Frequently Asked Questions

  • What are good-leaver clauses?

An agreement must provide a fair balance between founders and investors. The good-leaver clause is the method to do so. The term is what it states: A founder leaves in a good way. As long as that's true, the founder won't lose unvested shares.

Should a founder quit, he or she gives up unvested shares. Should the person get fired, he or she keeps the unvested shares, except in one instance. A founder fired for cause again loses his or her unvested shares. The goal is for a founder's exit from the company to not damage the reputation of the business. As long as that happens, he or she can keep the unvested shares.

  • Do reverse vesting agreements usually have cliffs?

Each agreement is different, but the answer is sometimes yes. The ones that do have cliffs use set terms. In a one-year cliff, the company can repurchase all shares if the co-founder leaves before the end of the first year. One-year cliffs are more common for employees than for founders.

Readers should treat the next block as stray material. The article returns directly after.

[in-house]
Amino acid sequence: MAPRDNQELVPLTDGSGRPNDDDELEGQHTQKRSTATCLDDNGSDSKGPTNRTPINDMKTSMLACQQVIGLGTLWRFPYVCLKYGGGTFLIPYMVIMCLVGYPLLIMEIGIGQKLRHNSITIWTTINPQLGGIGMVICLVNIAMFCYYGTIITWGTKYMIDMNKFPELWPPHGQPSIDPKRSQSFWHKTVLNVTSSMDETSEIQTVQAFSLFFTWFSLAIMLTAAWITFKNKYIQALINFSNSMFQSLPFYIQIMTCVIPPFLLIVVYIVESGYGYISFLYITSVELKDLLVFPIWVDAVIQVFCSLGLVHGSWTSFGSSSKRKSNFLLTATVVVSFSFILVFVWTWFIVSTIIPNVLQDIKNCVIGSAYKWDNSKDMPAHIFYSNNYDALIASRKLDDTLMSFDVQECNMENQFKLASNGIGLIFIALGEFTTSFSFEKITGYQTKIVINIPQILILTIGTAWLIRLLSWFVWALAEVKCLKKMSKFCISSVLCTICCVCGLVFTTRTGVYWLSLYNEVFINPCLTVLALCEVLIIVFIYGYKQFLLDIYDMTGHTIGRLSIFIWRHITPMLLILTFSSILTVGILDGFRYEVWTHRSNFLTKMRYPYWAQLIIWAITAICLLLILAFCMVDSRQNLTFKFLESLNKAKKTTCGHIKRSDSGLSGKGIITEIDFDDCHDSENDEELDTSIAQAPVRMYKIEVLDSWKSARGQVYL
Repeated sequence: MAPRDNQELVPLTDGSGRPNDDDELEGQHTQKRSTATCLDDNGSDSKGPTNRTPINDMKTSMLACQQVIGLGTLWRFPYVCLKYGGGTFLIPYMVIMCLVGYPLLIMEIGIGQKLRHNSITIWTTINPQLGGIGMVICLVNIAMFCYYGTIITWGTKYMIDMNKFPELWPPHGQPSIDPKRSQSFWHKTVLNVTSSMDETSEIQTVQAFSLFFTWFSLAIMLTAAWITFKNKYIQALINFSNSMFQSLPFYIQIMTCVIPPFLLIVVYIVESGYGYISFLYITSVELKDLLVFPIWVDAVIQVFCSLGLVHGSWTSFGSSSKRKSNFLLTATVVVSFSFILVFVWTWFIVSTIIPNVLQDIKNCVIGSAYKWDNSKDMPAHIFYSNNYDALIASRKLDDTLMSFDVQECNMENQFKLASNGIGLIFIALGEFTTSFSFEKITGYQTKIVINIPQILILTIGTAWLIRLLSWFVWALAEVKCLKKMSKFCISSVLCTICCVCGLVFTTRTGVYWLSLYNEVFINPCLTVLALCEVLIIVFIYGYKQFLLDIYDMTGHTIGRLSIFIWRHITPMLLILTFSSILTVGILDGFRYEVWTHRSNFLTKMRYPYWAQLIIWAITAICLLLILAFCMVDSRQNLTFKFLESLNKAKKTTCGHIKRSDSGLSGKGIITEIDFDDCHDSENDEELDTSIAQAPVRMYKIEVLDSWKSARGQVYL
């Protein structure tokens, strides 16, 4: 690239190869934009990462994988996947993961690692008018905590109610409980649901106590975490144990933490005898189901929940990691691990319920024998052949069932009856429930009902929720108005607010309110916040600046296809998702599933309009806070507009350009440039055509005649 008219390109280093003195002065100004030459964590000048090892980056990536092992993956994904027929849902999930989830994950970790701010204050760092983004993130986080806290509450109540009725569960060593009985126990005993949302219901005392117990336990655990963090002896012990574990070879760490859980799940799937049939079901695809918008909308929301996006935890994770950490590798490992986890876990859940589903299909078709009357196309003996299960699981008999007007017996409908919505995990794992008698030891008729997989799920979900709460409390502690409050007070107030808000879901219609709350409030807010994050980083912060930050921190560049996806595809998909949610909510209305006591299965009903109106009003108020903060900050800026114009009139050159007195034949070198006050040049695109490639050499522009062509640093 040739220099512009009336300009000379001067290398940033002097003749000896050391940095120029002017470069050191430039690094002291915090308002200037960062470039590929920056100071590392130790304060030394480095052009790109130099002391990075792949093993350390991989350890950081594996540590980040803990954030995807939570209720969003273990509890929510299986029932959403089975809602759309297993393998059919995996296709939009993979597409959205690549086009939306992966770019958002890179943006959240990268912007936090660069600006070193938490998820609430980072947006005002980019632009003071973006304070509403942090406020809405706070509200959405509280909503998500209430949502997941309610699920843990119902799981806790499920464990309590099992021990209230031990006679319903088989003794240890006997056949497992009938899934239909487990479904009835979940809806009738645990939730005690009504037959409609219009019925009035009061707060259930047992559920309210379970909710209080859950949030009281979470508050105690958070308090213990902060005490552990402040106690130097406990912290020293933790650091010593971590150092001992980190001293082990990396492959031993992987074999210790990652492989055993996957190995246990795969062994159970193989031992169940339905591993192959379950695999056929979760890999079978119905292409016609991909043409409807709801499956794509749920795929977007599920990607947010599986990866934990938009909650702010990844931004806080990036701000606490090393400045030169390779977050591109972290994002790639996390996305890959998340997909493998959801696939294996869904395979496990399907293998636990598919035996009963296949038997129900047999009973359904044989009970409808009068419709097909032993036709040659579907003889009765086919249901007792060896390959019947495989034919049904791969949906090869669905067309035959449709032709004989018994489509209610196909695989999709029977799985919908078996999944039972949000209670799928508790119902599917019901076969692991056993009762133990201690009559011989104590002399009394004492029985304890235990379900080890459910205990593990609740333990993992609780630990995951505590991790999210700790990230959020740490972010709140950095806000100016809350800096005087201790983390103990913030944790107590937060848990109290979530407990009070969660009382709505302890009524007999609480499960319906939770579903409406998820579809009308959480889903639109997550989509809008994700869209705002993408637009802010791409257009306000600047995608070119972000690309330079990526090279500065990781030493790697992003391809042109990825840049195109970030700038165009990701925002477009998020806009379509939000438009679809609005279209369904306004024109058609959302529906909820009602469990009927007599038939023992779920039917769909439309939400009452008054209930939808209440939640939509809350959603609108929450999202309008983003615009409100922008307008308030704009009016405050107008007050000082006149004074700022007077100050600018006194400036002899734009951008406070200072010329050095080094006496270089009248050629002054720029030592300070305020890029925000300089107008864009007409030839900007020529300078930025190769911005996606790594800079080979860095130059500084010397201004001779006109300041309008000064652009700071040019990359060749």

• What happens during a merger or acquisition?

Most reverse vesting programs include a clause to address mergers and purchases. The co-founder is subject to forfeiture of shares. These situations are change of control events. The vesting speeds up in such instances. The two speeds are:

  • Single-trigger: Some or all of a co-founder's stock vests during a change of control event.
  • Double-trigger: It's the same as single-trigger with one addition. Some or all the stock vests during the event, and the co-founder gets fired.

Both versions have pros and cons for the co-founder, the company, and investors. You should discuss them with a lawyer to decide what's best for your needs.

If you need help with reverse vesting, you can post your legal need on UpCounsel's marketplace. UpCounsel accepts only the top 5 percent of lawyers to its site. Lawyers on UpCounsel come from law schools such as Harvard Law and Yale Law and average 14 years of legal experience, including work with or on behalf of companies like Google, Stripe, and Twilio.